Asset-backed securities, also called "ABS," are pools of loans that are packaged and sold to investors as securities—a process known as “securitization.” The type of loans that are typically securitized includes home mortgages, credit card receivables, auto loans (including loans for recreational vehicles), home equity loans, student loans, and loans for boats.
- Asset-backed securities (ABS) are pools of loans that are packaged and sold to investors as securities.
- If you own a bond mutual fund, particularly an index fund, there’s a good chance that the portfolio includes exposure to ABS.
- While some investors have success with ABS, have historically turned out to be bad investments.
Asset-Backed Securities: How They Work
When a consumer takes out a loan, their debt becomes an asset on the balance sheet of the lender. The lender, in turn, can sell these assets to a trust or “special purpose vehicle,” which packages them into asset-backed security that can be sold in the public market. The interest and principal payments made by consumers “pass-through” to the investors that own the asset-backed securities. Typically, individual securities are gathered into "tranches" or groups of loans with similar ranges of maturities and delinquency risks.
The ABS market first developed in the 1980s. In 1986, mortgage-backed securities were added to the investment-grade bond index that later became known as the Barclays U.S. Aggregate Bond Index.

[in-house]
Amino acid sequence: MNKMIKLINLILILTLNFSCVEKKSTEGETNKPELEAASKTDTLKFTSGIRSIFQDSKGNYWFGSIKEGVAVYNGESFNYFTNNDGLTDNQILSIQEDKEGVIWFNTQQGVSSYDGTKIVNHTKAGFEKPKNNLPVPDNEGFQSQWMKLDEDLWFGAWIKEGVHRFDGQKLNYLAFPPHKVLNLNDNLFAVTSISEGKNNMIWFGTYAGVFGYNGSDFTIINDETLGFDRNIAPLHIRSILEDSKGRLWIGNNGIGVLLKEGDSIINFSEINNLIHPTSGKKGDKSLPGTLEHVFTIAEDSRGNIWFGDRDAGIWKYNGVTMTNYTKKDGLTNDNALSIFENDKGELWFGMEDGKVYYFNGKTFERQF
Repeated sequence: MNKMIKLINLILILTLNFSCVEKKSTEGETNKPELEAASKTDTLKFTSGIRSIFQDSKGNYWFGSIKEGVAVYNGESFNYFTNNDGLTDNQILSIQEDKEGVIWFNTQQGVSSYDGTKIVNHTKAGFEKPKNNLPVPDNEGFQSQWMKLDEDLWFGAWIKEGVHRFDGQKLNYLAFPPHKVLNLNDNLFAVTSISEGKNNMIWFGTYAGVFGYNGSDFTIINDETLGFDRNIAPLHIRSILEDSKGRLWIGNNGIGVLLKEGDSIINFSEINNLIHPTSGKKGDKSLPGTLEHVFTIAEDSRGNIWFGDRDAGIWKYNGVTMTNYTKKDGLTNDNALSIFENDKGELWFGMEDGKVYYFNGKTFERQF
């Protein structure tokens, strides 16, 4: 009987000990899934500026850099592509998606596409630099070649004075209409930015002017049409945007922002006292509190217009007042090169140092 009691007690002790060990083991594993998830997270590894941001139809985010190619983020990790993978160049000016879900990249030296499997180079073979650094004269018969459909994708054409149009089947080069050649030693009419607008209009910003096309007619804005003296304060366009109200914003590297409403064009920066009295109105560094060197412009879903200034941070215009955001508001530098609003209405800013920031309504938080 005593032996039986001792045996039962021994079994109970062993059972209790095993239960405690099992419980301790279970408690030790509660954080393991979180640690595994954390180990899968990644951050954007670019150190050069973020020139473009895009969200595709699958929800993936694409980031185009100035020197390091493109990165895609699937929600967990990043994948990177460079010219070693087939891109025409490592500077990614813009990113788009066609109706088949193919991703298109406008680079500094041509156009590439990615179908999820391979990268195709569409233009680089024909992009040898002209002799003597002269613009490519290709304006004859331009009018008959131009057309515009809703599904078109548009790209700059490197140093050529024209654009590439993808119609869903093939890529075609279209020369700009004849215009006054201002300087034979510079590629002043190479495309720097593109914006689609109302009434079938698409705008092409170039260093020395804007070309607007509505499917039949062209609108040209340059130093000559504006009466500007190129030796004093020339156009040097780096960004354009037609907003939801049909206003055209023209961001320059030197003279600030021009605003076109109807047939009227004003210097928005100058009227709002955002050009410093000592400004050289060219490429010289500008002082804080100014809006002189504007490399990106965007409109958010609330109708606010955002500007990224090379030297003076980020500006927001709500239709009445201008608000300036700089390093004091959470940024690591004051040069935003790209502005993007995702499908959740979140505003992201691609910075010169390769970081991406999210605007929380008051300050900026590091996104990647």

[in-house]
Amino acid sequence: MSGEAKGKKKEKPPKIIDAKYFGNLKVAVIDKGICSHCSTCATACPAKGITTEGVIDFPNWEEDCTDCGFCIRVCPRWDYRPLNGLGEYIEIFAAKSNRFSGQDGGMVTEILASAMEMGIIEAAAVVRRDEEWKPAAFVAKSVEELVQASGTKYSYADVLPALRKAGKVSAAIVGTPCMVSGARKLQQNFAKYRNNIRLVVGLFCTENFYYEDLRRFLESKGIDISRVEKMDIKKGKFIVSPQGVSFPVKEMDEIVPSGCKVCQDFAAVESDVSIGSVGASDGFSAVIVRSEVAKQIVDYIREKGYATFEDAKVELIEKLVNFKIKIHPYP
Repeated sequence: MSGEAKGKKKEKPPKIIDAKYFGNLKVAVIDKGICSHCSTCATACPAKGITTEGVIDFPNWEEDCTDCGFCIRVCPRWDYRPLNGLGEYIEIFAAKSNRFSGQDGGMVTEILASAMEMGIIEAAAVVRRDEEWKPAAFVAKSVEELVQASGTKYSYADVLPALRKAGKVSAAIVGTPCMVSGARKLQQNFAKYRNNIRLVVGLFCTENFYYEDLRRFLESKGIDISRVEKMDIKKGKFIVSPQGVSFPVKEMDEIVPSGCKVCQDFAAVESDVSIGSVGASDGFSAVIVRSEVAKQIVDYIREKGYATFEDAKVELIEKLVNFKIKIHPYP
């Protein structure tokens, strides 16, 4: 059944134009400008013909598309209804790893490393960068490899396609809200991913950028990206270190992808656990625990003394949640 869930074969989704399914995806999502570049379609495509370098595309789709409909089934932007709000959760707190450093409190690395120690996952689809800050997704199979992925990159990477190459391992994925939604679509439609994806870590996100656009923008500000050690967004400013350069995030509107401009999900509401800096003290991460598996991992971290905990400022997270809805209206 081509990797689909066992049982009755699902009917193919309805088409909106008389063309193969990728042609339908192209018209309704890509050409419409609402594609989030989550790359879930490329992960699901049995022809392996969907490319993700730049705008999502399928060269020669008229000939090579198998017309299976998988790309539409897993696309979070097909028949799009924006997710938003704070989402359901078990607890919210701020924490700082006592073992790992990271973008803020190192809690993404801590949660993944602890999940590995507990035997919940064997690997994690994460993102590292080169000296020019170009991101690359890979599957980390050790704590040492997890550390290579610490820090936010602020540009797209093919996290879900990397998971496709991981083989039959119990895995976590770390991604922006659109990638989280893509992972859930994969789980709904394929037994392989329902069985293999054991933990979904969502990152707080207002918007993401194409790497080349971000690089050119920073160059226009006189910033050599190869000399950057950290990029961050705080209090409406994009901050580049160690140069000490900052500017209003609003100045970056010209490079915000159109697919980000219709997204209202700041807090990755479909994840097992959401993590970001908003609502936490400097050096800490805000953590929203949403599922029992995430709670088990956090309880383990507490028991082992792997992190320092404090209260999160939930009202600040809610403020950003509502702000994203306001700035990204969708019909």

If you own a bond mutual fund, particularly an index fund, there’s a good chance that the portfolio includes exposure to ABS. There are also a number of exchange-traded funds dedicated solely to asset-backed securities, among them the Vanguard Mortgage-Backed Securities ETF (VMBS), which holds mortgage-backed pass-through securities issued by Ginnie Mae (GNMA), Fannie Mae (FNMA), and Freddie Mac (FHLMC) with maturities ranging from three to ten years. It is a relatively safe ABS fund with an expense ratio of 0.07%.
The benefit for the issuer of an ABS is that the issuer removes these items from its balance sheet, thereby gaining both a source of new funds as well as greater flexibility to pursue new business. The benefit to the buyer—usually institutional investors—is that they can pick up additional yield relative to government bonds and augment their portfolio diversification.
While some investors have success with ABS investments, some ABS have historically turned out to be bad investments. It was the meltdown of ABS holding sub-prime mortgages that initiated the Great Recession that began in late 2007.
Only financially sophisticated, wealthy investors should buy individual asset-backed securities directly. Evaluating the underlying loans requires considerable research, and the process of acquiring the necessary data isn't always straightforward.
ABS carry some prepayment risk, which is the chance that investors will experience reduced cash flows caused by borrowers paying off their loans early, particularly in a low-yield environment when borrowers can refinance existing loans at lower rates.
The mixed history of ABS securities suggests that some caution needs to be exercised, even when buying AAA or AA rated ABS. In the past, the credit ratings attached to ABS by Moody's and other rating agencies have not always been reliable. It's also prudent to only buy ABS ETFs from large, highly regarded issuers, such as BlackRock, Fidelity, or Vanguard, and to invest in investment-grade products.